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Techniques of Renal Arteriography Subhash Banerjee, MD UT Southwestern Med. Ctr & VA North Texas Health care; Dallas, TX.

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Presentation on theme: "Techniques of Renal Arteriography Subhash Banerjee, MD UT Southwestern Med. Ctr & VA North Texas Health care; Dallas, TX."— Presentation transcript:

1 Techniques of Renal Arteriography Subhash Banerjee, MD UT Southwestern Med. Ctr & VA North Texas Health care; Dallas, TX

2 Indications For Renal Artery Angiography & Revascularization Persistent hematuria of unresolved cause Detection of renal tumor vacularity, venous invasion embolization Suspected renal artery stenosis (RAS) Suspected transection of the renal artery (penetrating injury) Detection of inflammatory conditions, aneurysm or AVM Evaluation of renal vascular anatomy of prospective donors Evaluation of postoperative renal transplantation Diagnosis of thrombosis revealed by renal venography Collection of a sample of blood from the renal vein

3 Prevalence of Atherosclerotic (A)RAS at Cardiac Catheterization Study, Yearn ARAS > 30% (%) ARAS > 50% (%) Bilateral (%) Vetrovec et al, %23%29% Harding et al, %15%28% Jean et al, %18%- Rihal et al, %19% Weber-Mzell et al, %11%26% White et al. Circulation.2006; 114: Routine screening for RAS during coronary angiography NOT indicated

4 Objectives of Renal Arteriography Identify main as well as accessory vesels Localize site of stenosis or disease Determine type of disease (atherosclerotic or FMD) Provide hemodynamic significance Determine likelihood of a favorable response to revascularization Identify associated pathology (aorta, renal mass etc) Detect restenosis after percutaneous or surgical revascularization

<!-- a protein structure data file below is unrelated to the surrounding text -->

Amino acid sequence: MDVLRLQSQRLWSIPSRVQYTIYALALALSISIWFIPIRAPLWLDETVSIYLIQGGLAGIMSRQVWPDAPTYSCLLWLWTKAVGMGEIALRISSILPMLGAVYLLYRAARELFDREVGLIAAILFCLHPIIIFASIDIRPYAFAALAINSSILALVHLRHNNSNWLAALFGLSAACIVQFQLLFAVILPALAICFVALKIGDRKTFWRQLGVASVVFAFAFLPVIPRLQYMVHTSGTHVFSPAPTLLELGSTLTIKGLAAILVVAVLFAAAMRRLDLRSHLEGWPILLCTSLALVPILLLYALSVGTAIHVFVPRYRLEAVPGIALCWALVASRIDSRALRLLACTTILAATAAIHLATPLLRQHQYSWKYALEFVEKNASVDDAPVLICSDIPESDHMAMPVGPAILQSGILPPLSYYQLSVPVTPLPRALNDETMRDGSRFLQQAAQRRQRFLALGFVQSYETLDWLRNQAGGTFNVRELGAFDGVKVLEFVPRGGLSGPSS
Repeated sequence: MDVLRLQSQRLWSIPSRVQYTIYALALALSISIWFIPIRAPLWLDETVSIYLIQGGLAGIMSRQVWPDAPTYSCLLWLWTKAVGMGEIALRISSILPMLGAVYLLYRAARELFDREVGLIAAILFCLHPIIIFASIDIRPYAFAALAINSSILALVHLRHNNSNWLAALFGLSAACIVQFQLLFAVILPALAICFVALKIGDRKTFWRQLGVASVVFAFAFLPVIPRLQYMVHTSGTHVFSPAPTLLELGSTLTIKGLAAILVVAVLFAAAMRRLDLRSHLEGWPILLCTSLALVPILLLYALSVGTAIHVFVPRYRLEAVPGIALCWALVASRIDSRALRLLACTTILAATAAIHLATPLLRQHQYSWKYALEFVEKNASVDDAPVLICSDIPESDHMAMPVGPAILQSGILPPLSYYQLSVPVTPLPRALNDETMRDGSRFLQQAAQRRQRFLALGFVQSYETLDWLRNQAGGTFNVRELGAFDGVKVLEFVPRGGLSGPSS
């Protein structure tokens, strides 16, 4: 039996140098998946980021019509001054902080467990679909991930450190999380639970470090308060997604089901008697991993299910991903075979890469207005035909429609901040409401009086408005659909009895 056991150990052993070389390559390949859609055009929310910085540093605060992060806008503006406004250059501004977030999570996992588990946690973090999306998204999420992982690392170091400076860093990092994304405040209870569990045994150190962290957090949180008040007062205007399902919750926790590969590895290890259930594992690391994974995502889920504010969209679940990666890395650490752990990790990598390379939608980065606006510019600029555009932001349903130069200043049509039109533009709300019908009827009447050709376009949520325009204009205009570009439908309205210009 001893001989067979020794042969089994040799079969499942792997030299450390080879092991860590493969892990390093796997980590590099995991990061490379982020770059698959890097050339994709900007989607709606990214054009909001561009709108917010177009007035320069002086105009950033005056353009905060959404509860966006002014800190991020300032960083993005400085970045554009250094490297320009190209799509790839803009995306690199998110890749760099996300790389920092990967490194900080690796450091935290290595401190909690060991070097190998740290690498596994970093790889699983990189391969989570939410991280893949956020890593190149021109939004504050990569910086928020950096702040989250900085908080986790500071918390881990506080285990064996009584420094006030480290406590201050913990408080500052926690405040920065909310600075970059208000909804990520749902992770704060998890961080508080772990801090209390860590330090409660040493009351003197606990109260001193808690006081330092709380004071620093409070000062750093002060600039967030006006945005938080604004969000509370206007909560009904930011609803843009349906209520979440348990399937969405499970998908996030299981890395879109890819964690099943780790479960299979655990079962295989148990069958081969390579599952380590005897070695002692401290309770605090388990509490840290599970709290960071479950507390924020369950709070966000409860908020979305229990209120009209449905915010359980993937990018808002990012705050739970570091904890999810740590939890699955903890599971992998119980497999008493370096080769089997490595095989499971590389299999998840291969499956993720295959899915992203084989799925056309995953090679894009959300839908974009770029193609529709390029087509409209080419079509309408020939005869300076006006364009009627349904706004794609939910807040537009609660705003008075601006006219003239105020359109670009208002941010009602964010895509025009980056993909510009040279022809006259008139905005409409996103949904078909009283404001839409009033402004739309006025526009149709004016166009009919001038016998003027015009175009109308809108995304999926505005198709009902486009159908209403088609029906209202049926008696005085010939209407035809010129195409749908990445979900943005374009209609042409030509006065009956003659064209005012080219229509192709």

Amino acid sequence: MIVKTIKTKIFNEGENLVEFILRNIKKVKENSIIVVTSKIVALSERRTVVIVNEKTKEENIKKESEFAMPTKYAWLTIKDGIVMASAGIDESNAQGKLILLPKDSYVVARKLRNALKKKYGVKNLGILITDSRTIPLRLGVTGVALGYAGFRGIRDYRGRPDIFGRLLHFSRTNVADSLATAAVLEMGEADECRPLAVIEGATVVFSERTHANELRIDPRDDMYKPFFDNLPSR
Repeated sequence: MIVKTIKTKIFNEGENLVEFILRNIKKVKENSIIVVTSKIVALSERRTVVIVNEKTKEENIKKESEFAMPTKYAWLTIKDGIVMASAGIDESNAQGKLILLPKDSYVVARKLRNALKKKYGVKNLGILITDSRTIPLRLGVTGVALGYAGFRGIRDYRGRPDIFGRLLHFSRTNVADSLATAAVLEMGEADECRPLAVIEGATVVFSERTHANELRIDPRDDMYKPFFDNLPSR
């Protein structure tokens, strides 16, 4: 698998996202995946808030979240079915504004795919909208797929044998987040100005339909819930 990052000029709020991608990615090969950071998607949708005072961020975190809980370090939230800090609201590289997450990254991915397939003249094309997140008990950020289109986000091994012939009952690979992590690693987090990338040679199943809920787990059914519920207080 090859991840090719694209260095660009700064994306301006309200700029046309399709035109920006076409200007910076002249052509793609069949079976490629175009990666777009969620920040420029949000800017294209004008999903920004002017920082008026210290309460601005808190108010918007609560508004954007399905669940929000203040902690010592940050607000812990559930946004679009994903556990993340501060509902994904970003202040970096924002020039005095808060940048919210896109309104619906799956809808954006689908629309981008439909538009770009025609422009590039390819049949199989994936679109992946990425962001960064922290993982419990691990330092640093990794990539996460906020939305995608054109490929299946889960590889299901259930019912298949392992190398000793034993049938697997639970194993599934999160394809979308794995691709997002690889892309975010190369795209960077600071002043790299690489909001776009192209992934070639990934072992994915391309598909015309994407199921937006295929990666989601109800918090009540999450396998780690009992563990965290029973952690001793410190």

5 Proposed Algorithm for Diagnosis of RAS & Renal Artery Angiography Clinical suspicion of RAS/Indication for Revascularization Captopril scintigraphy +- Strong clinical suspicion Stop MRA or CTA RAS +RAS - Technically good study Stop Technically Poor study Angiography Angiography & intervention Renal artery duplex RAS +RAS - Angiography & intervention Technically good study Stop Technically Poor study Angiography MRA: magnetic resonance angiography; CTA: Computed tomographic angiography Adapted from Vascular Medicine by Creager et al

6 Renal Artery Angiography Catheter-based angiography remains the standard Digital subtraction angiography (imaging matrix 1024 x 1024; 16” image II) Oblique views of the aorta to visualize renal artery origins Pressure gradients should also be obtained, whenever feasible Imaging hardware and software: –Bolus chase, rapid image acquisition –Vessel diameter analysis, regional pixel shifting, image stacking –3D reconstruction, angioscopic representation of DSA Low osmolar iodinated contrast, gadolinium, CO 2 angiography

7 Renal Anatomy Between transverse processes of T12- L3, left kidney more superior than right, upper poles oriented medially/posteriorly

8 Renal Artery Angiography: Technical Considerations Access: –Groin: ideally contra-lateral, long sheaths –Brachial: caudally angulated, aorto-iliac disease Flush aortography with multi-side hole catheter (L1-L2) Prior to selective renal artery catheterization an aortogram must be performed Anterio-posterior & oblique views (visualization of renal artery origins) –Right: RAO 10 ο -20 ο, LAO 10 ο –Left: LAO 0 ο -15 ο Selective angiography of renal arteries –Shaped sheaths –Guiding catheters (Soft tip Omni, Cobra 2, Simmons, RDC etc) –Support guide-wire within aorta Trans-lesional gradient (catheter, pressure wire)